Yuntanza Hana-ui Fabrics
Although it is uncertain actually when, some people think that this type of weaving came from the South because of its very particular floral designs. What is certain, however, is that the cloth was being produced in the 15th century because records show that gifts of this figured cloth were sent to Korea.There are also records of the cloth being presented to the King of Ryukyu from Java.
At the time it was an official cloth of the Ryukyu court and besides the residence of Yomitan, no one else was allowed to wear it. In the past, these cloths were woven in the hope of protecting the family, or given to a loved one.
The charming, finely described floral designs of this cloth stand out from their background and the tropical atmosphere is further fostered by the unmistakable feel of the ikat yarn. Various florals are made up into kimono cloth, or obi and even for table centers, each time a variation of weave and design being used.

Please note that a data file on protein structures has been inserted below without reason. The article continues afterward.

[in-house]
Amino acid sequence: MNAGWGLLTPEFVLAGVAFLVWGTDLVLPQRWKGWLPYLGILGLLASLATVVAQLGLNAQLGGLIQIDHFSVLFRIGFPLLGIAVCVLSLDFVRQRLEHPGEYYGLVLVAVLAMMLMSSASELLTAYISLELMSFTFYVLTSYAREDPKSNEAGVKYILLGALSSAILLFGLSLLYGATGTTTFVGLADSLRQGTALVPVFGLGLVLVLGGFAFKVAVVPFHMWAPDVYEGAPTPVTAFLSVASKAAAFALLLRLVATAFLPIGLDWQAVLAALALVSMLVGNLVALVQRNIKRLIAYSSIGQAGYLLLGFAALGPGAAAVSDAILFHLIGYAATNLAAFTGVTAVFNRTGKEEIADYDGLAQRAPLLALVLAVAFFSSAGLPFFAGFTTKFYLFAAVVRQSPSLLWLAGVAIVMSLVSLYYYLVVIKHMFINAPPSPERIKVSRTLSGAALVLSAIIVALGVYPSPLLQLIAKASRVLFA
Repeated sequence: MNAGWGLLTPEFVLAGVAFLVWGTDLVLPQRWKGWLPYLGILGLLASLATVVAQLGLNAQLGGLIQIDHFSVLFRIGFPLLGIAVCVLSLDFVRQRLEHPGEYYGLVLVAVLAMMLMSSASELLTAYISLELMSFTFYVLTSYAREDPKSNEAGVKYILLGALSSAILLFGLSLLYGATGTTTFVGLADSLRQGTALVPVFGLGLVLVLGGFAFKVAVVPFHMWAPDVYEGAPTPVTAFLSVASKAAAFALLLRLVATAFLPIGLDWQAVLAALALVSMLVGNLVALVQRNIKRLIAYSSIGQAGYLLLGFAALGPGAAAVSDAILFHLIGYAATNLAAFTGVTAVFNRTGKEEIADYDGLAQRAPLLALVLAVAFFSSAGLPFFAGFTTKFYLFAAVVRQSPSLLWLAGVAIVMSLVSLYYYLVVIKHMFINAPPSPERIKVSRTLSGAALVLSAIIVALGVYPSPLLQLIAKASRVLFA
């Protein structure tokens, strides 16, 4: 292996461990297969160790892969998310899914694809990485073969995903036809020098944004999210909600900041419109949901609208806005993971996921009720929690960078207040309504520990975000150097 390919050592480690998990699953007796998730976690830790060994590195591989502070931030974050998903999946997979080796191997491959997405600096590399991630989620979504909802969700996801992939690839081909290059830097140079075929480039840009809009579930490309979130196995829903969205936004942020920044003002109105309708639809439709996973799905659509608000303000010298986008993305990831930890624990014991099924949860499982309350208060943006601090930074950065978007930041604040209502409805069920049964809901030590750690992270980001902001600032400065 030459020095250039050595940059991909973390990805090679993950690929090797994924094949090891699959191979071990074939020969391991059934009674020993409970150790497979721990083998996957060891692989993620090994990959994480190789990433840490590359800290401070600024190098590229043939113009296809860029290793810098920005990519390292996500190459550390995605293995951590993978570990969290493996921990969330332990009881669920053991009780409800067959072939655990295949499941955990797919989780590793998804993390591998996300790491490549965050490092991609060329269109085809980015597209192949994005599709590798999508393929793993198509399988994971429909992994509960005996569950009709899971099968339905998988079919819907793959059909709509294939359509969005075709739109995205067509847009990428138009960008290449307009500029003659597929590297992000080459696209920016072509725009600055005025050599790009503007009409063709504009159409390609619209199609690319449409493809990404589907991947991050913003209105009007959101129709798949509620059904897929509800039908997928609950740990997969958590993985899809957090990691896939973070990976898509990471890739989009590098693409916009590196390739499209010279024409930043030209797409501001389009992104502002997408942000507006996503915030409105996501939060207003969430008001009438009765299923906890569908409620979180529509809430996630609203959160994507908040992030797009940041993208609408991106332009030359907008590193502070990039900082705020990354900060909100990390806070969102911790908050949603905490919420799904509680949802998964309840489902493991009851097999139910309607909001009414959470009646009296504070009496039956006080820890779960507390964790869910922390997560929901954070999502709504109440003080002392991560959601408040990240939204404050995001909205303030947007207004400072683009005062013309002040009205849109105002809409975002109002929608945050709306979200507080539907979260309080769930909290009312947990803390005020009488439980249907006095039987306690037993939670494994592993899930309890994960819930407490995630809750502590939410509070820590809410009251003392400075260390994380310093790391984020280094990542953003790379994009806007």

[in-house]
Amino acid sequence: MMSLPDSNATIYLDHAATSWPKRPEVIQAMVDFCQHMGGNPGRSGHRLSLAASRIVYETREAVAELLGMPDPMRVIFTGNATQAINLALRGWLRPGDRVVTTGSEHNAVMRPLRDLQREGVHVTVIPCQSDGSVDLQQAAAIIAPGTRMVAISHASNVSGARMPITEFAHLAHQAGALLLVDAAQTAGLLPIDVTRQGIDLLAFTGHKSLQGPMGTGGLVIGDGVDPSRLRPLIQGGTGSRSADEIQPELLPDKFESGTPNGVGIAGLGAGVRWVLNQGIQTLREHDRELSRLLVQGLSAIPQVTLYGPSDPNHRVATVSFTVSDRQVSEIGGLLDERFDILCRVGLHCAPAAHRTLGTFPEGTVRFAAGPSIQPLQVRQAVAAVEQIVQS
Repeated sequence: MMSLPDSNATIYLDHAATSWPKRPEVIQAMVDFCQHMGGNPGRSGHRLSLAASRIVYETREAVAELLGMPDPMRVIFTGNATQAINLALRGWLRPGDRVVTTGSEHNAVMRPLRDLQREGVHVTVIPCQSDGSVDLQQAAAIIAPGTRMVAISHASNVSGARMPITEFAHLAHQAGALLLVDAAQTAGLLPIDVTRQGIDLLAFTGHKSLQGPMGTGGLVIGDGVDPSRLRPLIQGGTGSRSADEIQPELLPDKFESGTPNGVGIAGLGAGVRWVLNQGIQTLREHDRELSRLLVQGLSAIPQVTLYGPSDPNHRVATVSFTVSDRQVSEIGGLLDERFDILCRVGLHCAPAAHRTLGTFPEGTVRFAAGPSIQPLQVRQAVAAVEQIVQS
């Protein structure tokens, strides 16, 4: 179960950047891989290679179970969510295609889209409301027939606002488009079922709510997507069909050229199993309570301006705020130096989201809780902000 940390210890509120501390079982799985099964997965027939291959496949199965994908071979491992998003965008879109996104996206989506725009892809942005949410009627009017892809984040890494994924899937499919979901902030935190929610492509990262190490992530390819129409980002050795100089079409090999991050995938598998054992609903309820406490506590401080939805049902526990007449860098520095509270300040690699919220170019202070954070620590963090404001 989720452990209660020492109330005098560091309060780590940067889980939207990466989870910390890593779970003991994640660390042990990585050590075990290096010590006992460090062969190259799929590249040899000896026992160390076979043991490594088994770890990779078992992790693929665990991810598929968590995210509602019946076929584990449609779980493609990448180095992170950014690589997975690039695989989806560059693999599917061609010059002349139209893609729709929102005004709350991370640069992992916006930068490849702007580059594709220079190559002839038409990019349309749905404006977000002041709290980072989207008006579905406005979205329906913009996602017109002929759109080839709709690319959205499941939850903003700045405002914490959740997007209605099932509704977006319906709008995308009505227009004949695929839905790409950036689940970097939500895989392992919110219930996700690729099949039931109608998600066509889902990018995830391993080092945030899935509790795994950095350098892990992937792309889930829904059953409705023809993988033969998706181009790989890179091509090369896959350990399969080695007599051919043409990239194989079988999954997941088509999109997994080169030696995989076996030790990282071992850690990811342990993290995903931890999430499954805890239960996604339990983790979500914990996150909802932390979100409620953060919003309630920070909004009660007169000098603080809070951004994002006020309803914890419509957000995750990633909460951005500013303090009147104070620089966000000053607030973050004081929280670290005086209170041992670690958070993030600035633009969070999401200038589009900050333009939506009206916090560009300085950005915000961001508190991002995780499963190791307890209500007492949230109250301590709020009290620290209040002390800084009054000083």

Yomitanzan Hanaori features a lovely and delicate flower patterns on a ikat dyed fabrics which gives a tropical atmosphere. Patterns (such as sokobana, tebana and kasuri) to be applied depends on the kind of a product. For example, sokobana and kasuri for fabrics and sokobana, tebana and kasuri for sash and handkerchiefs.
How to make
Weft is thrown by a hand shuttle. Mon-ori is woven by using hanasoko or lacing shuttles. Threads are binded by hand and dyed with plants such as Ryukyu indigo, rhaphiolepis, garcinia and smilax. The thread is woven by takahata while applying hanasoko to warp threads.